Figure 3a shows the development in the numbers of patients treated with autologous and allogeneic HCT over the 30-year period. Figure 3b shows the distribution of donor type among allogeneic HCT recipients depicting the importance of unrelated donor and haploidentical donor HCT globally in the recent decade. Figure 4 shows the changes in choice of stem cell source for allogeneic HCT. Autologous HCT does not warrant graphical depiction as the use of bone marrow has almost disappeared. It is evident that for allogeneic HCT, growth is due to the use of peripheral blood stem cells; use of marrow remains stable at around 3500 transplants annually and is prevalent in allogeneic HCTs for nonmalignant disorders (Table 1). Figure 5 addresses the number of centers performing HCT in Europe, increasing from 143 to 700 over 30 years. The Figure shows the number of centers performing autologous and allogeneic HCT using sibling, unrelated and haploidentical donors as well as cord blood. The number of centers performing autologous HCT rose sharply in the late 90s, most likely associated with its use in the treatment of solid tumors. Regarding allogeneic HCT, at all points in time the number of centers performing transplants with donors other than HLA identical siblings was lower than the number of centers performing sibling transplants. Since around 2015, there appears to be a convergence of centers performing allogeneic HCT using all types of available donor. Since 2012, the number of centers using cord blood donors as the stem cell source has declined.

Fig. 3: Development of HCT from 1990 to 2019.
figure 3

a Number of patients receiving autologous and allogeneic HCT. b Distribution of donor type among allogeneic HCT recipients.

Fig. 4: Change in choice of stem cell source for allogeneic HCT from 1990 to 2019.
figure 4

Figure shows the change in the use of bone marrow (BM), peripheral blood (PB) and cord blood (CB) as stem cell source over the 30 year period.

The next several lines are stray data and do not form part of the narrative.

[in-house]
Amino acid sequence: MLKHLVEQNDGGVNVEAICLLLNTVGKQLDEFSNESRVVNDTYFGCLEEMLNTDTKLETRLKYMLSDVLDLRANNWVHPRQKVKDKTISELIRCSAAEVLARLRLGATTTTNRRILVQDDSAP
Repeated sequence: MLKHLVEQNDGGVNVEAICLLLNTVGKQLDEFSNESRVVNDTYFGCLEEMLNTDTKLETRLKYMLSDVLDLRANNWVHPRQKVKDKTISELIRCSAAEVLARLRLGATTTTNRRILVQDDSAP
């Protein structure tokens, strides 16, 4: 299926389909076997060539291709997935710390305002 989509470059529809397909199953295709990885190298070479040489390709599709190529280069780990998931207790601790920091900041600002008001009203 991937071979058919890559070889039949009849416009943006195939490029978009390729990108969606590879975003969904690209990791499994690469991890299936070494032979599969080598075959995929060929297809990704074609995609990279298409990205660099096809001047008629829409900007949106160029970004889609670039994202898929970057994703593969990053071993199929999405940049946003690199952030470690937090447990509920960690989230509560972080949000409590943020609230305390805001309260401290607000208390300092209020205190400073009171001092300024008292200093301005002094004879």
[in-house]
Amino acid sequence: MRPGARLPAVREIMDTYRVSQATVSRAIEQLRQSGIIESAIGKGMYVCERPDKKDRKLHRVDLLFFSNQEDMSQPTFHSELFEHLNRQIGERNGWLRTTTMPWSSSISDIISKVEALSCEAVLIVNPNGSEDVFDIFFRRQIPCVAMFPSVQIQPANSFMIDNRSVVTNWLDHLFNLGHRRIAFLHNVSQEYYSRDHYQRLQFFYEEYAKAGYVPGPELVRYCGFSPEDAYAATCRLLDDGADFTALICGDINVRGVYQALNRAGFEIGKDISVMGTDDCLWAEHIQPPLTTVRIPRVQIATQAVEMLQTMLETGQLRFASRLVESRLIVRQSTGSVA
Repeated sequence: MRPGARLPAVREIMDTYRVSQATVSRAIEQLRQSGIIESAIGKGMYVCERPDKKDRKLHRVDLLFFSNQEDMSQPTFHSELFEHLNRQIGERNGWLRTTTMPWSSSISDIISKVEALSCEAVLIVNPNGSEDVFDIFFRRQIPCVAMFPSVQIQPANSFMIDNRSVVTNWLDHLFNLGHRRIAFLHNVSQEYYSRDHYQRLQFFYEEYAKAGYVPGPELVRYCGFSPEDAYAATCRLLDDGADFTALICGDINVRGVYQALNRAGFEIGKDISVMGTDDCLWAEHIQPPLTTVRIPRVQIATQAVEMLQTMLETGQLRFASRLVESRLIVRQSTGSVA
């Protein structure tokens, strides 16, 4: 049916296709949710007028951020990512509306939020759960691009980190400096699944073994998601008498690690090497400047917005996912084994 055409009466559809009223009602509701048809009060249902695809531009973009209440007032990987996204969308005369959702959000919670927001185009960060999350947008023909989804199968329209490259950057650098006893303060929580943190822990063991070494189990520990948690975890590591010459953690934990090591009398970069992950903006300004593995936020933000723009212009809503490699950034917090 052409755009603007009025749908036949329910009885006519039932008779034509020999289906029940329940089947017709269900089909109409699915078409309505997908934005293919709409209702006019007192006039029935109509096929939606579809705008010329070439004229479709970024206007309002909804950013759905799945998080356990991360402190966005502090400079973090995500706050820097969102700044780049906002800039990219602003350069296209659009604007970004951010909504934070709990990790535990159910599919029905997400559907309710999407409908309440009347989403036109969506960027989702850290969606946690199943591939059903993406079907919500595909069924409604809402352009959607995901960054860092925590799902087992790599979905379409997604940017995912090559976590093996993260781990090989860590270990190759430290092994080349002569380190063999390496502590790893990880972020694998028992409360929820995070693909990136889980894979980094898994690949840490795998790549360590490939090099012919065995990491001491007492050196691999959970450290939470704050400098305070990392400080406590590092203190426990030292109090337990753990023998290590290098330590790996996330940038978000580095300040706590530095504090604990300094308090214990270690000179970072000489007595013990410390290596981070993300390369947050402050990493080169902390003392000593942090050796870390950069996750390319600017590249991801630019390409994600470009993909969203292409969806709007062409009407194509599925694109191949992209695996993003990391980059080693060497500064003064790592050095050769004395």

Fig. 5: Change in choice of donor type by center from 1990 to 2019.
figure 5

The figure shows the numbers of centers and the type of donors selected for HCT over the 30 year period.

Cellular therapy

Table 2 shows the number of patients receiving advanced cellular therapy and DLI performed in 2019. There were 3028 patients receiving unmanipulated DLIs, which is a slight decrease of 2.2% since 2018. The majority of DLIs were given for relapse (n = 1461) and graft enhancement/failure (n = 716).

Table 2 Numbers of patients treated with a cellular therapy in Europe 2019 by indication, donor type and cell source.

A total of 2214 patients in 198 centers from 31 countries received other forms of hematopoietic cellular therapies that qualify as medicinal products rather than cell transplants [15]. In 2019 the most remarkable increase was in gene-modified T cells, notably CAR-T cells increasing from 151 in 2017 to 1134 in 2019 (650% increase). One hundred and fifteen centers in 2019 in 19 countries reported CAR-T cellular therapies (Fig. 2a shows rates of CAR-T-cell treatment and Fig. 2b, center density performing CAR-T treatment). The main indication being lymphoma (n = 826; 100% autologous), followed by ALL (n = 252; 92% autologous), and other malignancies (n = 56; 98% autologous). Much has been written about CAR-T cellular therapy replacing autologous or allogeneic HCT for lymphoma, Fig. 6 shows numbers of autologous (Fig. 6a) and allogeneic (Fig. 6b) HCT for Non-Hodgkin lymphoma and Hodgkin lymphoma over 30 years. At this point in time it is too early to predict whether there has been an impact of CAR-T cell use on HCT. If the more than 800 CAR-T treatments for lymphoma had replaced HCT use, a notable decrease in activity would have been expected. The second most widely used cellular therapy other than CAR-T cells in 2019 is mesenchymal stromal cells (n = 359; 97% allogeneic), their use being mainly to treat graft-versus-host disease [19]. Since 2018, an increase was also seen in the numbers of selected/expanded T cells or CIK (127%) and TREGS (59%). Figure 2c shows rates of non-CAR-T-cell treatment and Fig. 2d, center density performing non-CAR-T treatment.